The South Korean Financial Services Commission (FSC) will inspect three of its banks to see if they are conforming to new anti-anonymity regulations.

In January, the financial watchdog announced that cryptocurrency investors in South Korea would have to use their real-name bank accounts in order to be able to deposit funds. The new regulation intended to remove multiple trading accounts on domestic cryptocurrency exchanges and to strengthen positive views of cryptocurrency trading by tackling money laundering.

Proactive efforts

In a statement, it announced: “We have already executed sufficient procedures for confirming the identity of a member when receiving a new member via a corporate account and it is against equity to allow only a few exchanges to issue new virtual accounts.”

FSC and the Financial Intelligence Unit will begin on-site inspections on three banks – NongHyup, KB Kookmin and KEB Hana Bank – from 19 to 25 April.

The inspection will focus on whether or not the three banks have managed to implement the new rules successfully. If so, it is hoped that this will contribute toward South Korea’s progressive approach to cryptocurrency and blockchain technologies.

Financial regulators and banks aren’t the only entities with blockchain developments in South Korea; they are part of an industry-wide paradigm shift that is experiencing frequent highs and lows. South Korean cryptocurrency exchanges are now to be taxed under existing policies, while Seoul is pushing to have its own cryptocurrency.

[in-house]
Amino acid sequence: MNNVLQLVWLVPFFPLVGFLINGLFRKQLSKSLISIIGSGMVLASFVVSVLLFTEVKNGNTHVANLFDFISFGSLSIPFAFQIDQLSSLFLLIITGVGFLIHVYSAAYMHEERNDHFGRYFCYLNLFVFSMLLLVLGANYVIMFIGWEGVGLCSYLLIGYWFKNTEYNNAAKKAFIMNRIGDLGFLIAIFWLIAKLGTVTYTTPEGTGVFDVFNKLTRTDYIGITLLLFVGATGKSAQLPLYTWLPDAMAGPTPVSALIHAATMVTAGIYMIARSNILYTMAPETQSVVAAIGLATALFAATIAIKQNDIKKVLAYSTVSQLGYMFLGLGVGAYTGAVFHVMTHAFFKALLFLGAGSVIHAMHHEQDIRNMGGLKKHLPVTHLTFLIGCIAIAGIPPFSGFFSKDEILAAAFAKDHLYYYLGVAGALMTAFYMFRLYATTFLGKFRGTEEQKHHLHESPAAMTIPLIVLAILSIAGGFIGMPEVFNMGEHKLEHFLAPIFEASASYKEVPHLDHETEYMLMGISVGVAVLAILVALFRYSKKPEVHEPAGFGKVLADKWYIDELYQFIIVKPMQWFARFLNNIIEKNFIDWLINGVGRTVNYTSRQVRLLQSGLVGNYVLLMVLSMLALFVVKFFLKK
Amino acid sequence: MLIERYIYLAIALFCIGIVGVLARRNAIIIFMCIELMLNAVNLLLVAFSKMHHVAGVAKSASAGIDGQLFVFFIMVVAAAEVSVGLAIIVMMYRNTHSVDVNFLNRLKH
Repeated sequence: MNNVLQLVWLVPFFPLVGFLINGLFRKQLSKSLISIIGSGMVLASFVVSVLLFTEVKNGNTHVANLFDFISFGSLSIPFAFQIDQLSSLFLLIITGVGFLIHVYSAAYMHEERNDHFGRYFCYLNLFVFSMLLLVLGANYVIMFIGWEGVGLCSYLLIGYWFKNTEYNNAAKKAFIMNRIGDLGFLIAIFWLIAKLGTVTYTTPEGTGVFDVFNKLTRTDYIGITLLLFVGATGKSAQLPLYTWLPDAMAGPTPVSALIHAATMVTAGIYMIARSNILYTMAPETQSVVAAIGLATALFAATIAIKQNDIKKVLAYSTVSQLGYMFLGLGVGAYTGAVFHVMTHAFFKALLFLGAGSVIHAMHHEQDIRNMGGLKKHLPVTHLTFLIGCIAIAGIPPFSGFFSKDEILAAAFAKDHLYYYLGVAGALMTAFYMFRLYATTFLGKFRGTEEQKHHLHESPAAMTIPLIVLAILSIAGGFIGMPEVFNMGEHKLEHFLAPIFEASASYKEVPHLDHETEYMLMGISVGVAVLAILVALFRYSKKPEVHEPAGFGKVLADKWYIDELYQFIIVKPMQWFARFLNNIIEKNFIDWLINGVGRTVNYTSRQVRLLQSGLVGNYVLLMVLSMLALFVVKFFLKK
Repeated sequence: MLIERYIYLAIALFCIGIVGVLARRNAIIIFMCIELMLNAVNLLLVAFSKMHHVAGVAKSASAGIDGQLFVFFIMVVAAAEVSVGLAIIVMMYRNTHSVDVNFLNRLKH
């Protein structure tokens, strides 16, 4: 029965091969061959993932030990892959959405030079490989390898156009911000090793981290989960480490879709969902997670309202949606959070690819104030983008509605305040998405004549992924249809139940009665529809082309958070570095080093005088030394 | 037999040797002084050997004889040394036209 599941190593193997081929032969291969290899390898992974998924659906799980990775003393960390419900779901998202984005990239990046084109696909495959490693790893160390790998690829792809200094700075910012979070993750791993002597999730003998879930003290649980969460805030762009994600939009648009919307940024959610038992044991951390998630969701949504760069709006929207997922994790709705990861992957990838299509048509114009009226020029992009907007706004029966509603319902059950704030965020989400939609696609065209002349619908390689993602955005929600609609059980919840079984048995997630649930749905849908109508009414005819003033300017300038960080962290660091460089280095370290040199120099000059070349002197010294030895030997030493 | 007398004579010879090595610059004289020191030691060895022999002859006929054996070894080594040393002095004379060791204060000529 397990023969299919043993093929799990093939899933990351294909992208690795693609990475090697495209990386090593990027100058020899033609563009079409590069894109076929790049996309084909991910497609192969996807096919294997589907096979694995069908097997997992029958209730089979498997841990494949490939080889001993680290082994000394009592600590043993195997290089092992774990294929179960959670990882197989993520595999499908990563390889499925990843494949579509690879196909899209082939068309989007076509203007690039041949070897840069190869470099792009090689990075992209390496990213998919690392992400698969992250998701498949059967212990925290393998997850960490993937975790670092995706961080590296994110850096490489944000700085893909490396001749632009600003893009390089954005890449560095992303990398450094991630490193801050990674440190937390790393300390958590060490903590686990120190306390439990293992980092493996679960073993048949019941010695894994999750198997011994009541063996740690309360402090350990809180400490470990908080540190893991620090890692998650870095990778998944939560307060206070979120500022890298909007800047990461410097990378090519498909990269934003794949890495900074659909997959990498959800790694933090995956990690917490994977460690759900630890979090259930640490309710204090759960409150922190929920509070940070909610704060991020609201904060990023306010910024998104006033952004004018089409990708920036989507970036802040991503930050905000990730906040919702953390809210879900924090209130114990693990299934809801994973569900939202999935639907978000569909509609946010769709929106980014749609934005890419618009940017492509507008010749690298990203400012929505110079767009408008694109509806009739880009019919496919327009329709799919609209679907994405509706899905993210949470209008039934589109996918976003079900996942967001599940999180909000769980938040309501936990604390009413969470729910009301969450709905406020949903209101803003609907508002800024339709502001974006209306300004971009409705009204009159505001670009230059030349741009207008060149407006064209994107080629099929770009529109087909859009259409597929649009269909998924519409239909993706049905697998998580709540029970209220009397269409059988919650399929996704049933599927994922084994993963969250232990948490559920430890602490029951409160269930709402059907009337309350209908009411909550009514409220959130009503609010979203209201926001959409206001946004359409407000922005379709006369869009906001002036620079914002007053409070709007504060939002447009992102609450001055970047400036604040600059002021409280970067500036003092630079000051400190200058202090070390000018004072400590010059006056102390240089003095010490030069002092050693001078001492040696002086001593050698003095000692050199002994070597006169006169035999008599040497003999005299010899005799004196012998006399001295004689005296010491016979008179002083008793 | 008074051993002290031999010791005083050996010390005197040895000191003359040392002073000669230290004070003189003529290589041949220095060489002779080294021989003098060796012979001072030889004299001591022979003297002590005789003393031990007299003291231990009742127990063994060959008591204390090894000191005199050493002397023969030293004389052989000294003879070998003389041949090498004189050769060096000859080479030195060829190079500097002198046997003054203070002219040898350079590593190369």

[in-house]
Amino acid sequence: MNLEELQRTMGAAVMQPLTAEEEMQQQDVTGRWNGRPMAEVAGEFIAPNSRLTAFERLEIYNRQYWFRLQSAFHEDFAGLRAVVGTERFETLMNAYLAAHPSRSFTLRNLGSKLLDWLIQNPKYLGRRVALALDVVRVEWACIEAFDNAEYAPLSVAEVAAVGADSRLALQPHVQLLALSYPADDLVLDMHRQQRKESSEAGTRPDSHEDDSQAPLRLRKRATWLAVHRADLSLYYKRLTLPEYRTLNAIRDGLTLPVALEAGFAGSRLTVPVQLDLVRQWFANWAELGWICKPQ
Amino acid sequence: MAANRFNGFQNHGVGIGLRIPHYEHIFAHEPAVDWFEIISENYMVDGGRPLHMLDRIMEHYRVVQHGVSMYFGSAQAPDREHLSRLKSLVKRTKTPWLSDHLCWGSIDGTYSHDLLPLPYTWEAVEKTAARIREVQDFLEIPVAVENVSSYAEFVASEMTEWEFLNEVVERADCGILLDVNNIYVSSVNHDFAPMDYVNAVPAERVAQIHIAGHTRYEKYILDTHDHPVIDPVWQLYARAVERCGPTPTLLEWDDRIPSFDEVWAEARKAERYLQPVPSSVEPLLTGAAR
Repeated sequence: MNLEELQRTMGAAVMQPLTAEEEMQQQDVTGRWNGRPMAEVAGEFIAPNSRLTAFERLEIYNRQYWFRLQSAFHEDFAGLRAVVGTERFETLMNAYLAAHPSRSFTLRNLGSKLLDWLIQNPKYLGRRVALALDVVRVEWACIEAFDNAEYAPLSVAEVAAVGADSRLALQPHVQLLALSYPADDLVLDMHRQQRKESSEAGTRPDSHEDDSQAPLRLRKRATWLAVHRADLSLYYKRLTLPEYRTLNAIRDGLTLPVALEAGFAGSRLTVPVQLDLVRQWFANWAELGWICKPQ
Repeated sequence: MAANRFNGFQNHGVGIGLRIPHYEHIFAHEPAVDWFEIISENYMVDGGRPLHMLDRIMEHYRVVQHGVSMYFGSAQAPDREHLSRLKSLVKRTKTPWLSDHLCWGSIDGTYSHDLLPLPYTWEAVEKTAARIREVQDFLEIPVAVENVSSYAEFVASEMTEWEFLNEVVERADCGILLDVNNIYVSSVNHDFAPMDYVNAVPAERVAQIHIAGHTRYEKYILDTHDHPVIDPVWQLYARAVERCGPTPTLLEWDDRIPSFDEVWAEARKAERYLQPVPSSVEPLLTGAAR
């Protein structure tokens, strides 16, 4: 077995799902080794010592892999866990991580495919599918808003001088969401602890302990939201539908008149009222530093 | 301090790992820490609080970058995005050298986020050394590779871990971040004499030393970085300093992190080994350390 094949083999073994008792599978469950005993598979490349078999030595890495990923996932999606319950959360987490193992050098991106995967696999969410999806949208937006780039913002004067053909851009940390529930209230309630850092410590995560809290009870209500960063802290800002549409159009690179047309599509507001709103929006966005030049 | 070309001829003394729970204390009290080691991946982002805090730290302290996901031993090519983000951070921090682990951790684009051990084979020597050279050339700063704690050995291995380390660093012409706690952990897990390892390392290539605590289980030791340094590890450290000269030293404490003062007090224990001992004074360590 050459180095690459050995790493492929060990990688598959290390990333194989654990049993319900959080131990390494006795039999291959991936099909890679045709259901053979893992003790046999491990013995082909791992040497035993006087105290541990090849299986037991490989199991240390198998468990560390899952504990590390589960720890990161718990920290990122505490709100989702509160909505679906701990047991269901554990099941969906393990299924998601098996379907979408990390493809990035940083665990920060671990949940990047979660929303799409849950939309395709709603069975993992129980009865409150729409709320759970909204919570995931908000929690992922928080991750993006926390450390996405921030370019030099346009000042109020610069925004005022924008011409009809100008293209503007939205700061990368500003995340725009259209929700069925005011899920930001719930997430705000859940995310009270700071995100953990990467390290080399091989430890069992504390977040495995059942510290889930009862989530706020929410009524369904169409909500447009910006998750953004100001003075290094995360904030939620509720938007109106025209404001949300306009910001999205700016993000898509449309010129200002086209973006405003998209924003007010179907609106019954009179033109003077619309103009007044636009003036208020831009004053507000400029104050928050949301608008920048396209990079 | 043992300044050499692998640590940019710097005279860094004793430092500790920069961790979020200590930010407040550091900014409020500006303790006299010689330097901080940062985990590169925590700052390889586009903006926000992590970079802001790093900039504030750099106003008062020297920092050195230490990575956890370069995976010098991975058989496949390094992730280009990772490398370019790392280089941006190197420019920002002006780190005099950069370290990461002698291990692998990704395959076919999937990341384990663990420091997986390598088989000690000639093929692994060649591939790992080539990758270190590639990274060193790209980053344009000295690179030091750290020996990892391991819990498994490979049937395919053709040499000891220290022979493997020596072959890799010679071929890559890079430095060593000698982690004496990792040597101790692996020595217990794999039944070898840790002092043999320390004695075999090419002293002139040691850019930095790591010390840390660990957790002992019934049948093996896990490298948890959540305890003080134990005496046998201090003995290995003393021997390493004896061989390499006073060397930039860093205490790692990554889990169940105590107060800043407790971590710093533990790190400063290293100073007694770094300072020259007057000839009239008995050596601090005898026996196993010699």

Furthermore, the Fuji News Network (FNN) also announced that the Korean government is setting up full-scale cryptocurrency regulations after local elections on 13 June, just ahead of a planned virtual currency international conference for G20 members on 14 June.

The scramble to regulate

More recently, the United Kingdom’s Financial Conduct Authority (FCA) also announced that it would be working with the Bank of England and the UK Treasury to begin discussions on how to regulate cryptocurrencies.

“People are becoming increasingly aware of cryptocurrencies, such as Bitcoin,” said Nicky Morgan, a Member of Parliament and chair of the Treasury Committee, “but they may not be aware that they are currently unregulated in the UK, and that there is no protection for individual investors.”

In China, similar efforts are also gaining momentum. In March, the Institute of International Finance, part of The Peoples Bank of China (PBOC), gave refreshing insights into the evolving attitudes in the country. In a contrasting report to China’s present stance on cryptocurrencies, exchanges and ICOs, it stated that cryptocurrencies could bear risks against the Chinese Yuan (CNY), but the Institute of International Finance is in favor of establishing a regulatory framework for cryptocurrency on a global scale.

South Korea is a huge proponent in the tide of major financial entities and governments pushing to recognize cryptocurrencies. Despite the current shaky market and past controversies, global approaches to the technology are undergoing profound political changes and 2018 is already proving to be an extraordinary year for positive blockchain advancements.